|According to AARP and National Alliance for Caregiving statistics, nearly 17% of American adults provide care for someone over the age of 50. Caring for an aging loved one is an emotional and sometimes all-consuming responsibility. The switch from child to caregiver can occur overnight and many adult children are not prepared. You may wonder if your parent is safe living in their own home, or if it is time to make other arrangements for their continued safety and well-being. Experts advise the best approach to evaluating a senior’ situation is a holistic one, considering the person’s overall health, but warn of a few tale-tale signs that your parent may be struggling.|
As the child of an aging parent, you should know how to recognize signs of trouble and develop a plan. Common signs of mental and physical decline include forgetfulness and memory lapses, noticeable weight loss or gain, mobility issues and frequent falls, difficulty with daily tasks and neglect of personal hygiene, becoming defensive and paranoid and social isolation and withdrawal. Unlike other places in the world, in the US, it is uncommon for the elderly to live in extended family situations, with most aging seniors living alone or with a similarly aged spouse or partner. Many families are not in a position to bring these individuals into their homes and provide 24/7 supervision. Alternative solutions include private in-home caregiving and assisted living or skilled nursing facilities commonly referred to as nursing homes.
If you decide to move your elderly parent into your own home, it’s important to have a thorough understanding of the care they may require. Before making this decision, you should discuss options with your loved one’s doctor or other health care professional and ask yourself if you will be able to manage their chronic illnesses and physical limitations safely and effectively. While making this very important decision, you should consider your needs and schedule, be proactive and realistic, and know your limits. Additional considerations should include the number of individuals in your home to provide help, the number of individuals in your home who also depend on you for care, i.e., children and pets, and if you work, who will care for your loved one in your absence. The status and health of your relationship with your aging parent should also be considered. Will all parties be capable of living under one roof harmoniously? Will your home need modifications to provide for the necessities of your parent?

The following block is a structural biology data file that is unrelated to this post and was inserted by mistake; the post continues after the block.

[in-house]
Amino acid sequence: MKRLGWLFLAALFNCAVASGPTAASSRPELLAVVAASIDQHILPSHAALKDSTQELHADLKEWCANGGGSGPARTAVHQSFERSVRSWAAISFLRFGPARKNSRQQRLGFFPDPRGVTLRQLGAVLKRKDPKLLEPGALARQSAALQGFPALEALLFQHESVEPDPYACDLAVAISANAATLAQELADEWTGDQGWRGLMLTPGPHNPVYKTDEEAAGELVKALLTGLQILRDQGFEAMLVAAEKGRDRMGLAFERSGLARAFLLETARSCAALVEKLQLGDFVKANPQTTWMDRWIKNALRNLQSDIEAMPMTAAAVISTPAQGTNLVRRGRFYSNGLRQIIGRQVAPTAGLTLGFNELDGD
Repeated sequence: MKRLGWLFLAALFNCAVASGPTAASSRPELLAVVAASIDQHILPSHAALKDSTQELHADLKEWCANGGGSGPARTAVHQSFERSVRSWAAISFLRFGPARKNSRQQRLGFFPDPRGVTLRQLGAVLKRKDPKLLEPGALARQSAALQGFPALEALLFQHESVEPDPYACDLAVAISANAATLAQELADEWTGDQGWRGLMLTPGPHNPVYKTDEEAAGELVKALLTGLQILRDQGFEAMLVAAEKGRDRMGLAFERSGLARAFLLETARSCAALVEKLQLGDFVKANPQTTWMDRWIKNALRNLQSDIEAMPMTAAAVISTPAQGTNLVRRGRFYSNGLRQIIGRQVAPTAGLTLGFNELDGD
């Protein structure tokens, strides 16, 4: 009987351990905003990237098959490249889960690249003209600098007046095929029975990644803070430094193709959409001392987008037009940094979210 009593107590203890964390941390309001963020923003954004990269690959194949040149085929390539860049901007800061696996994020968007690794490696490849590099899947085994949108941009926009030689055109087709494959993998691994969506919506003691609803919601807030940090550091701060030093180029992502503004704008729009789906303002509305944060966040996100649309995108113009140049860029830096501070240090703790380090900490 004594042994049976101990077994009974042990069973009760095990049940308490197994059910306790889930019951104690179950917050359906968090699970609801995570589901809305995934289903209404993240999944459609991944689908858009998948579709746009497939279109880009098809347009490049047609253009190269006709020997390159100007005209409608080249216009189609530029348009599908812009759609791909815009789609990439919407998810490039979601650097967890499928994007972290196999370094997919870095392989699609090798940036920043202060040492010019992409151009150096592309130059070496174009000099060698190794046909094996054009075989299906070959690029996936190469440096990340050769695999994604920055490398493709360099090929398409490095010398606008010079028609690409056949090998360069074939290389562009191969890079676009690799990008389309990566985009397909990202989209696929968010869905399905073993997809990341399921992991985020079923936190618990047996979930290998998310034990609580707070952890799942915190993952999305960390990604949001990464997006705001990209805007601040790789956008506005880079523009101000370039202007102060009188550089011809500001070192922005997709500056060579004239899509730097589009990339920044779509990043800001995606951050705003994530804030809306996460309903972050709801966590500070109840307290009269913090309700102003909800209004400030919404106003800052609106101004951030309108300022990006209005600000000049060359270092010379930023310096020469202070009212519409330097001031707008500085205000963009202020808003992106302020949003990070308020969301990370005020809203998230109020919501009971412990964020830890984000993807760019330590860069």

If your parent is experiencing cognitive decline, it is likely that they will at some point become agitated or aggressive and will be at an increased risk for wandering, becoming lost and falling. The following are common dementia behaviors and suggestions for how to best handle them.
Confusion – becomes more common as dementia progresses. Memory loss can lead to confusion, and this often manifests as repetitive questions, not recognizing formerly familiar people or places or disorientation. Factors contributing to disorientation may include:
Sundown Syndrome – experienced by two-thirds of dementia patients, exhibits evening behavioral shifts characterized by increased memory loss, agitation, confusion and anger. The concept of Sundowners is similar to “morning sickness” in that symptoms may not always occur at sundown, but rather during the “witching hour,” typically in the late evening when the elderly individual may suddenly and completely change.